The International Covenant on Civil and Political Rights (ICCPR), monitored by the United Nations Human Rights Committee, developed the principles of UDHR and, in particular, delimits the powers of states with regard to the rights of liberty and security of persons (article 9). It also affirms rights to justice and to a fair trial (article 14). Like the UDHR, the ICCPR is signed and ratified by countries from all parts of the world. Over time, international regions have drawn up their own conventions, notably the African Charter on Human and Peoples’ Rights, the American Convention on Human Rights, and the European Convention for the Protection of Human Rights and Fundamental Freedoms. These seek to apply UDHR and ICCPR principles to the specific characteristics of each region, taking account of differences of culture and tradition. The charters and conventions are guarded by international courts – the European Court of Human Rights and the InterAmerican Court of Human Rights (a protocol establishing the African Court on Human and Peoples’ Rights is in force, but this Court, to be merged with the African Court of Justice, has yet to be established). Courts adjudicate, hearing and ruling on allegations of violations referred to them, but may also advise: the Inter-American Court of Human Rights, for example, advises on points of legal interpretation referred to it by the member states.
Signatories to these conventions have sometimes incorporated the same articles, or at least their principles, into their domestic law. There are still many reasons why an international framework remains essential. In particular, where there are conflicts between human rights and a government’s conception of the common good, it is not clear that the state is an evenhanded judge in its own cause. The protection of the law is accordingly required and accountability to an international community is a crucial bulwark.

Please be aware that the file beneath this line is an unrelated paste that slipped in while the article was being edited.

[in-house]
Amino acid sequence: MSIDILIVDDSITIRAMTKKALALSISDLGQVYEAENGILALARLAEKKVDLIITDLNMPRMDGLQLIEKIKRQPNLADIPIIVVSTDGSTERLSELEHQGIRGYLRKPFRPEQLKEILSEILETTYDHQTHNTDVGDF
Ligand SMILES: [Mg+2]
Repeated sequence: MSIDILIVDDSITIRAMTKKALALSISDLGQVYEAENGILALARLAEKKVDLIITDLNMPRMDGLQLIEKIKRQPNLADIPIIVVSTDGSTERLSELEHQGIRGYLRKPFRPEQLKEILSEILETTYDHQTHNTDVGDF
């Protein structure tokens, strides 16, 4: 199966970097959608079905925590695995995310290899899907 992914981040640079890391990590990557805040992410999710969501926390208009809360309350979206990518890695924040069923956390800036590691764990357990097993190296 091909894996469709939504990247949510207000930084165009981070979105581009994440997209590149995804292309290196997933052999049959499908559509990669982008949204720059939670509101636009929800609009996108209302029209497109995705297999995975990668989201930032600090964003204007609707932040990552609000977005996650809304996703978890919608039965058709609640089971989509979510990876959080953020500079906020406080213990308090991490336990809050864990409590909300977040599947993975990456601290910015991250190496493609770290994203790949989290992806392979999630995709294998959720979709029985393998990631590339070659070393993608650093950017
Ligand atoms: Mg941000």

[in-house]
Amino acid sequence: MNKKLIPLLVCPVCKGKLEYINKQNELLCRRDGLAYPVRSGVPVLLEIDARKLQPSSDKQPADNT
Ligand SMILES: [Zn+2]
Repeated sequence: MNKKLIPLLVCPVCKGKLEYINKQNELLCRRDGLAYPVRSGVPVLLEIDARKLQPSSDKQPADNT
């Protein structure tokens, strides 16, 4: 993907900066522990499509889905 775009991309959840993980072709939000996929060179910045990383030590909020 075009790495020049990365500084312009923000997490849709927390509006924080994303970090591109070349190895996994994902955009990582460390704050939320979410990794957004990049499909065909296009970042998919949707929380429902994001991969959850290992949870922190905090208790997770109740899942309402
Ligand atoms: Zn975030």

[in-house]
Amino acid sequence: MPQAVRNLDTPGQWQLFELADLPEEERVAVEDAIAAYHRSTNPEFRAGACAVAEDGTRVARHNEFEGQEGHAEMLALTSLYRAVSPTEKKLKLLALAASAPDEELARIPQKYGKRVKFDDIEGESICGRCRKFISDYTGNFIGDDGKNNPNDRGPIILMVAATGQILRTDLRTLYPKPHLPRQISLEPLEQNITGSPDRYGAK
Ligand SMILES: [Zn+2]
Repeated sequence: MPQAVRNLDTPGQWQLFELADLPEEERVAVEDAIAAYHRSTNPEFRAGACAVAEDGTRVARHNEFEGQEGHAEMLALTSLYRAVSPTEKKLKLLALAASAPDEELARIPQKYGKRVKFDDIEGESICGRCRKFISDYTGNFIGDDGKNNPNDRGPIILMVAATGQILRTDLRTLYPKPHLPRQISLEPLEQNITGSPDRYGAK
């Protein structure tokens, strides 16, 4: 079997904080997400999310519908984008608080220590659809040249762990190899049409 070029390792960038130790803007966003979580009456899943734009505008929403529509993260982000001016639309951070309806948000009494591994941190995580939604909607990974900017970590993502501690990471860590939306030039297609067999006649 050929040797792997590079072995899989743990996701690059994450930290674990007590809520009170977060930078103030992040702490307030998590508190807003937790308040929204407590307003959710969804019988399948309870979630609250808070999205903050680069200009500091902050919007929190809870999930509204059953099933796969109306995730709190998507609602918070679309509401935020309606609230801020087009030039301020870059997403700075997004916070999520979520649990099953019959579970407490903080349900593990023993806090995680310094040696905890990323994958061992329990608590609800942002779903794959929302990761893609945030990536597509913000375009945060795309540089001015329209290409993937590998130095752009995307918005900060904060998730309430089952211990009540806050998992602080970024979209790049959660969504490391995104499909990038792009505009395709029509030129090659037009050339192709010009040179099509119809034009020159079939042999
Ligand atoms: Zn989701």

Punishment And Human Rights
Human rights are an especially important consideration for criminal justice and punishment, where the coercive powers of the state are always near to the surface and often manifest. The censures and “hard treatment” of punishment necessarily involve at least a degree of deprivation of some rights. Rights that states are in other circumstances expected to protect vigilantly are taken away or compromised – not only contingently but deliberately, as punishment. But which rights are forfeit and which retained? How is punishment to be determined and administered in a principled way that respects the offender’s humanity?
Prison is a total institution and the conditions of imprisonment impact on all aspects of prisoners’ lives. The complete dependence and vulnerability of prisoners make their rights especially precarious and much of the literature on human rights and punishment accordingly focuses on imprisonment (for summary and discussion, see van Zyl Smit 2007). Yet developments in a number of countries over the past 40 years or so have started to raise hard questions about the human rights implications of probation and parole as well.
Parole, Probation, And Intermediate Sanctions